A potential link between poor mental wellbeing and social media has long been posited, but let’s start with a vital caveat before getting into the latest study. Depression is a mental illness, one with a range of potential triggers, and it’s vital not to simplify or minimise it by simply branding it the result of too much Facebook. Does social media cause depression? That’s probably far too blunt a conclusion. But a new study suggests that reducing social media use might help those who already have the illness feel significantly less depressed — and cutting down can have a similarly major impact on loneliness.
Researchers from the University of Pennsylvania targeted Facebook, Instagram, and Snapchat for their study, looking at the usage of 143 participants between the ages of 18 and 22. Before their social media use was assessed, each participant completed a survey on their mood and wellbeing. They also provided a screenshot of their iPhone battery usage screen, in order to determine their typical time spent on the three social media apps.
Then, the study subjects were divided into two groups. In the first, a control group, participants didn’t alter their social media usage; in the second, the subjects were asked to limit their time on Facebook, Instagram, and Snapchat to 10 minutes on each app every day. The study lasted for three weeks, during which all participants provided a battery usage screenshot and completed the mood survey on a weekly basis.
To determine the wellbeing of the participants, the researchers looked at seven categories: social support (or how strong an offline social network someone has), fear of missing out, loneliness, anxiety, depression, self-esteem, and autonomy and self-acceptance (how much someone worries about what others think of them, and how comfortable they are with themselves).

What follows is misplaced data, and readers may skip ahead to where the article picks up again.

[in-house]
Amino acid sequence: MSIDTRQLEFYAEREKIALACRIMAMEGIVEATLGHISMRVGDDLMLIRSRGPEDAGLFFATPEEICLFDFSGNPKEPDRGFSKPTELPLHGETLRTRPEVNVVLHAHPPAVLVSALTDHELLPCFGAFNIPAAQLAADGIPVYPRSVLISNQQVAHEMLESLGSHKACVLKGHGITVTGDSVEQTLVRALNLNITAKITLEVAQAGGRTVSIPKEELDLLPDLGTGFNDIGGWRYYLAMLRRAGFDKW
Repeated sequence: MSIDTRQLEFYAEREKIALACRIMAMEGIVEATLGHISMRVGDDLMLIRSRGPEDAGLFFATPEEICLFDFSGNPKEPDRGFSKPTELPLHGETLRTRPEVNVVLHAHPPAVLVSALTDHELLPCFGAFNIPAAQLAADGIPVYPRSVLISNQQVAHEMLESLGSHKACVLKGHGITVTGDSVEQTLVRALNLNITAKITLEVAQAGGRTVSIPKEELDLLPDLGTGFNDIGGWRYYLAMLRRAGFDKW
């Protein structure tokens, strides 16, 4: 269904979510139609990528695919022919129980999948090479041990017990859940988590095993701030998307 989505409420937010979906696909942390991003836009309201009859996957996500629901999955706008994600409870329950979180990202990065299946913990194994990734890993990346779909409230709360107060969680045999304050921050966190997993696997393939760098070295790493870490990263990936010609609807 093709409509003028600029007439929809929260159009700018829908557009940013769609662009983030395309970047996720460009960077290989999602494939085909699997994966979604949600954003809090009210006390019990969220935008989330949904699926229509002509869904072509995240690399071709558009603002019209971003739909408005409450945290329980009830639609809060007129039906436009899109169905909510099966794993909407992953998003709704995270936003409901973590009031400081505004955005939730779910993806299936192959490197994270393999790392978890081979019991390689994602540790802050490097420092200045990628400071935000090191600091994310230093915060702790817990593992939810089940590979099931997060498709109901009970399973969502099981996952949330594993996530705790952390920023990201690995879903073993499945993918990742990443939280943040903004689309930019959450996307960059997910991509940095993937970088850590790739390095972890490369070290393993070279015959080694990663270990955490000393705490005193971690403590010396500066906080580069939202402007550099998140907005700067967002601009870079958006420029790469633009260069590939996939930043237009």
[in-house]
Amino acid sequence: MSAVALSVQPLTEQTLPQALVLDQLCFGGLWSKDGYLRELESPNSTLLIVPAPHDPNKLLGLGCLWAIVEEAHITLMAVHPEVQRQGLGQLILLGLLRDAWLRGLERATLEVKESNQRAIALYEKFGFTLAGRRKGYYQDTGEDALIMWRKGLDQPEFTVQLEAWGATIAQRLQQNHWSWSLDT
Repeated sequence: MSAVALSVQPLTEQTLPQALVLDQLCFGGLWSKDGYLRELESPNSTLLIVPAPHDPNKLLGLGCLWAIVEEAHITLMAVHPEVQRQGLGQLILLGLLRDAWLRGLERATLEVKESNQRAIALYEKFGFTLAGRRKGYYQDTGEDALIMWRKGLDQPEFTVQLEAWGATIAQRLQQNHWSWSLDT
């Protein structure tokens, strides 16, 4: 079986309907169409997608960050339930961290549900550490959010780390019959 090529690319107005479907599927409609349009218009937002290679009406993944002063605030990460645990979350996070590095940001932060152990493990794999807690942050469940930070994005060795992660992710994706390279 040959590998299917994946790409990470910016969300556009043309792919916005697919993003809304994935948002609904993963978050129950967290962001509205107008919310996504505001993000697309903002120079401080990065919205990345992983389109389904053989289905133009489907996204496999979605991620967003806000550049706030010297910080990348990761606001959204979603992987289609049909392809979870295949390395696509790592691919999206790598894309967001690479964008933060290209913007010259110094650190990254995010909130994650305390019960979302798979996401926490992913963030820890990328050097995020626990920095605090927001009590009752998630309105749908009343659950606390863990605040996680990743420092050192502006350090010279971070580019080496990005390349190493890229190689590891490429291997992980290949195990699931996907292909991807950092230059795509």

The study, published in the Journal of Social and Clinical Psychology, found a distinct link between social media usage, depression, and loneliness. “Using less social media than you normally would leads to significant decreases in both depression and loneliness,” said study author and psychologist Melissa G. Hunt. The participants with the most severe depression at the beginning of the study saw the greatest improvement by the end.
The subjects in the experimental group also saw a decline in their anxiety and fear of missing out. “Some of the existing literature on social media suggests there’s an enormous amount of social comparison that happens,” Hunt said. “When you look at other people’s lives, particularly on Instagram, it’s easy to conclude that everyone else’s life is cooler or better than yours.”
Here’s an intriguing finding: contrary to previous studies, the University of Pennsylvania study didn’t indicate any connection between social media use and self-esteem, social support, or psychological wellbeing. That could strike a blow to common assumptions about the ills of social media — or it could simply indicate a limitation of the study, the scientists acknowledged. The study might not have been long enough for these aspects to be affected, for instance, or the ten-minute time limit might have been too generous.
As with most studies, the findings can’t necessarily be extrapolated beyond the survey group: they could vary for other ages or in different settings, Hunt stressed. The study might, however, provide an impetus to cut down the time you spend on your phone. “When you’re not busy getting sucked into clickbait social media, you’re actually spending more time on things that are more likely to make you feel better about your life,” said Hunt. “In general, I would say, put your phone down and be with the people in your life.”